Many thirst for confidence in our government leaders.

Most of us are thirsty for peace, for a world where we once again feel safe, a world where we don’t wonder, every time we get on the subway, if our neighbor with the large backpack is carrying a bomb.

We are all thirsty. All of creation. Some thirst for literal water, and all of us for living water. And the message this Easter 2017 is that resurrection is possible. We just add water.

But what does that mean in real terms?

There is a sign over the doorway of the chapel run by Mother Teresa, and that sign has four words: “I thirst, I quench.” It was her belief that when we offer a cup of water to those in need, we are also offering water to Jesus on that cross. We are quenching his thirst.

Remember Jesus’ own words in Matthew: “I was thirsty and you gave me something to drink. What you did for least of these, you did for me” (Matthew 25:35, 40).

In quenching Jesus’ thirst, we quench our own. It is in serving him that we are healed. It is in following him to the tomb that we are brought to life by the angels.

Jesus says in John, “Let anyone who is thirsty come to me, and let the one who believes in me drink. … Out of the believer’s heart shall flow rivers of living water” (John 7:37-38). When we quench Jesus’ thirst, we heal ourselves because we are connecting with the living water of God.

We are facing existential threats to our planet. We are witnesses to life and death issues with our global brothers and sisters. And we face a crisis of meaning and hope in our own lives.

And that is exactly where Jesus was on Good Friday: an existential crisis, a life and death moment, a crisis of meaning and hope. But that was not the end of his story, nor is it the end of ours. For on Easter, his thirst was quenched, and the living waters rushed back in. And so it can be for us as well.

We have the power to resurrect this planet.

We have the power to heal the suffering and resurrect the lives of many of our global brothers and sisters.

We have the power to resurrect our own hearts.

And here’s how we’re going to do it.

Starting tomorrow morning, when you wake up, I want you to do two things:

First, drink a glass of water. Why? Because we must start our day by quenching our thirst for literal water and for living water.

We all know that literal water hydrates our bodies, bringing us strength and stamina and health.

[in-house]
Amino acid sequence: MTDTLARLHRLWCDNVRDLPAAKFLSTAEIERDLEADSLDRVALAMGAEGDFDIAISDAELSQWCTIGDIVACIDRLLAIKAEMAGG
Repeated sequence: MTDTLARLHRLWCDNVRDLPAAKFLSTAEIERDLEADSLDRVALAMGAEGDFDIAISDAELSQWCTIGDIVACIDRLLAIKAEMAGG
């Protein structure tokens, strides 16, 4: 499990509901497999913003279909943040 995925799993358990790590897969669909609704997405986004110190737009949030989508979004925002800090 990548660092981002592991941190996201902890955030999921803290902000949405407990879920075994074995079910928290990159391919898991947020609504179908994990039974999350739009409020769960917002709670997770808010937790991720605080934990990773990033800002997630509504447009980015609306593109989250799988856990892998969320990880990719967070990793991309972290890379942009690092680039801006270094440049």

But that glass of water is also a connection to living water. As in Genesis, the spirit of God still hovers over the waters. Water is the source of life; it was God’s first creation; 65 percent of the human body is water, 72 percent of the Earth’s surface is water, and in its image is the face of the Holy. Drinking a glass of water is the ultimate prayer, for by doing so, we are taking in literal and living water.

Then, the second item for the day: find a way to quench someone else’s thirst.

If you see someone thirsty for literal water, give them a drink. Donate or work with an organization that fights to provide access to clean water. Strive to cut down your own use of water to help quench the thirst of the Earth.

Or if you find someone is thirsty for living water, then quench their thirst as Christ would — quench it with love, with mercy, with compassion, with justice and hospitality, patience, fairness, forgiveness, and humility.

As the old saying goes, “We are healed to help others. We are blessed to be a blessing. And we are saved in order to serve.”

A few weeks ago, a bit of rain fell in Death Valley — one of the hottest, driest places on Earth, water being a rarity. But sure enough, a bit of rain came and fell on the dry, lifeless valley of death. And suddenly that desert exploded in wildflowers with brilliant colors and blossoms of all imaginable types. It was life exploding out of death.

As followers of a risen Christ, we too have that gift of a second chance, we too have the power to heal, to mend, to pour life back into a lifeless planet, to pour love back into a loveless world, and to quench our deep thirst for living water. Through Christ, we have the power of resurrection. All we have to do … is just add water.

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Consider How Your Words Can Heal or Hurt – James Gordon – Ethics Daily

Consider How Your Words Can Heal or Hurt | James Gordon, Speech, Civility, Lent

I am persuaded that an ethic of language, a care for the words we speak and for the words we hear, is a crucial aspect of Christian witness, Gordon says. (Image courtesy of stockimages/FreeDigitalPhotos.net)

The first clause of the theological masterpiece, which is the Gospel of John, proclaims “In the beginning was the Word.”

The first words of God at the beginning of all things, according to that equally remarkable meteor of theology, the creation story in Genesis, are “And God said, ‘Let there be light.'”

For Christians, those two moments of divine articulation should be enough to teach us respect, indeed reverence, for words.

Whether written or spoken, words have performative power. They make things happen, they have an impact, they influence for good or ill, persuade of truth or lie, affirm or diminish, enlighten or deceive, liberate or oppress, heal or hurt.

As a Christian, I have a responsibility to give an account of my words. Indeed, Jesus warned that the day would come when we will give an account of every word we have spoken (Matthew 12:36).

Now there’s a warning for the biblical literalist self-righteously ramming their words of truth down other people’s throats.